With additive manufacturing (AM), novel parts can be designed and built with optimized topologies, eliminating the need for machining individual pieces and then assembling them. Many are hopeful that this technology will benefit the environment through a decrease in the amounts of energy and raw materials required to make components in all sorts of industries.
The Additive Report discussed 3D printing and its place in sustainable manufacturing with MIT Professor Timothy Gutowski, head of the university’s Environmentally Benign Manufacturing (EBM) research group. EBM focuses on examining the environmental effects associated with manufacturing products.
Additive Report: Can you provide an overview of the benefits of 3D printing in terms of sustainability?
Tim Gutowski: Any benefits depend a lot on the details. For lifecycle analysis claims, you’re setting up some version of additive manufacturing versus some version of a conventional manufacturing process. And one problem is that we have a better idea of the waste numbers for conventional manufacturing processes than we do for additive, because the latter is still a work in progress.
Any new technology, however promising, must be assessed for its environmental sustainability. This applies to 3D printing, also called additive manufacturing (AM), which is being developed as an alternative manufacturing technology in many fields of production. Clean technology is defined in terms of the lifecycle, greenhouse gas emissions, air pollution, toxic materials, and the use of non-renewable resources.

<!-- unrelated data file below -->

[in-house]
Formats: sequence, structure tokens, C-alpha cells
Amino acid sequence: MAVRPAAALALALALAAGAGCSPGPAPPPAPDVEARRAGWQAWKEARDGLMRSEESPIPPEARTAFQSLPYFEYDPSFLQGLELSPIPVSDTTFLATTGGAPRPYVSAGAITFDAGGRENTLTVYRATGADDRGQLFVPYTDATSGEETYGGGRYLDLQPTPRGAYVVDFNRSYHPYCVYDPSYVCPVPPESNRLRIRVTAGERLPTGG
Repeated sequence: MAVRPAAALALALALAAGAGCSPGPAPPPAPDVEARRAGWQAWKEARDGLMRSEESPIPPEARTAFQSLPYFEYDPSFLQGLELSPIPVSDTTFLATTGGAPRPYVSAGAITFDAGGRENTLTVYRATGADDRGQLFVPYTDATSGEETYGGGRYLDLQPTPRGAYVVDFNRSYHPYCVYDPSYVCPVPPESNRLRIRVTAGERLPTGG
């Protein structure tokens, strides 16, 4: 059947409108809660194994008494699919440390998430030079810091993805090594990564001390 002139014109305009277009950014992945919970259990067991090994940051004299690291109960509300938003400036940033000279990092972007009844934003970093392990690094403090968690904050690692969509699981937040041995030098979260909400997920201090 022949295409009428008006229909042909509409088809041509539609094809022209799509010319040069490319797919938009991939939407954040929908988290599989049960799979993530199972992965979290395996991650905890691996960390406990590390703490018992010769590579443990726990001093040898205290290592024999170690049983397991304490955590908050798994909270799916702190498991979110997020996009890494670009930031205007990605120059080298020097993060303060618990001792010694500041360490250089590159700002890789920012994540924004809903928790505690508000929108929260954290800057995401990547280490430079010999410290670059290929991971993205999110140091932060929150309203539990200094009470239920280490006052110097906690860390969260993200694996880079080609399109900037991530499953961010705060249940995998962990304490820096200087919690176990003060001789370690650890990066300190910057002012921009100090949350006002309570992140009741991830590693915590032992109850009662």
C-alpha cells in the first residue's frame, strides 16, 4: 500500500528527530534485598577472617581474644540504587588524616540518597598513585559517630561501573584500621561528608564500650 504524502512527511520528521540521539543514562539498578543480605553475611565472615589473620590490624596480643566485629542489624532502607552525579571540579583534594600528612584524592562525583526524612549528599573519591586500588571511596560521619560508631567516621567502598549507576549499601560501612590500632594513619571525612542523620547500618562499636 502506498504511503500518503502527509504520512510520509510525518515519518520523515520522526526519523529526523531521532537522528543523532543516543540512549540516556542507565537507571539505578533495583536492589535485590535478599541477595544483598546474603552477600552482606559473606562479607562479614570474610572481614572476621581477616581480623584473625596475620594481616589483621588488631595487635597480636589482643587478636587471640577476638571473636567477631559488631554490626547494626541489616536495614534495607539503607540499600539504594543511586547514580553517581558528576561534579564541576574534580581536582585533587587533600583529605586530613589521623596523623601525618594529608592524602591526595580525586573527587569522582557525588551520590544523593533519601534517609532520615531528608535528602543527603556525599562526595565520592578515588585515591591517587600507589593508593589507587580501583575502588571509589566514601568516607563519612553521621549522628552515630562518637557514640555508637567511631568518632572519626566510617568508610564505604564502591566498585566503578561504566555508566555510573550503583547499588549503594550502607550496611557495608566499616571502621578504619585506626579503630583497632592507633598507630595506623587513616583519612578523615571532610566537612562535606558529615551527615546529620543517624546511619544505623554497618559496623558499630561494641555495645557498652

At present most 3D printing is carried out on a small scale. However, it is expanding quickly as tools and materials become more affordable, process quality improves, and innovative techniques emerge.
According to a recent report, a Hong Kong start-up is combining 3D scanning and weaving technology to make the perfect pair of jeans, as consumers’ preferences shift from big-name brands to tech-inspired and sustainable fashion.
The start-up, based in the US, joined a Hong Kong incubator in February 2019. It is a zero-inventory “techstyle” store where jeans are only made when an order is placed. The incubator says techstyle covers material and supply chain innovation, wearables merging technology and style, and new retail experiences.
The two-year-old robotics and apparel company aims to become a zero-waste operation. It is developing a 3D weaving machine that would completely eliminate fabric waste, with plans to deploy it in stores as early as the end of this year.
3D printing is starting to break into the mainstream, and in 2018, the global additive manufacturing market was estimated to have generated revenues of $9.3 billion. By 2020, it could grow to nearly $14 billion. 3D printing is gaining popularity due to its ability to enable rapid prototyping, reduce production costs, increase supply chain efficiency and manufacture unique items. It also has the potential to be a more sustainable method of manufacturing.
Plastic recovered from discarded fridges is being re-purposed into a resilient material that can be used in the 3D printing of scale models and similar outputs. The development follows a partnership between two Dutch specialist, Coolrec, a subsidiary of Renewi, and filament manufacturer Refil.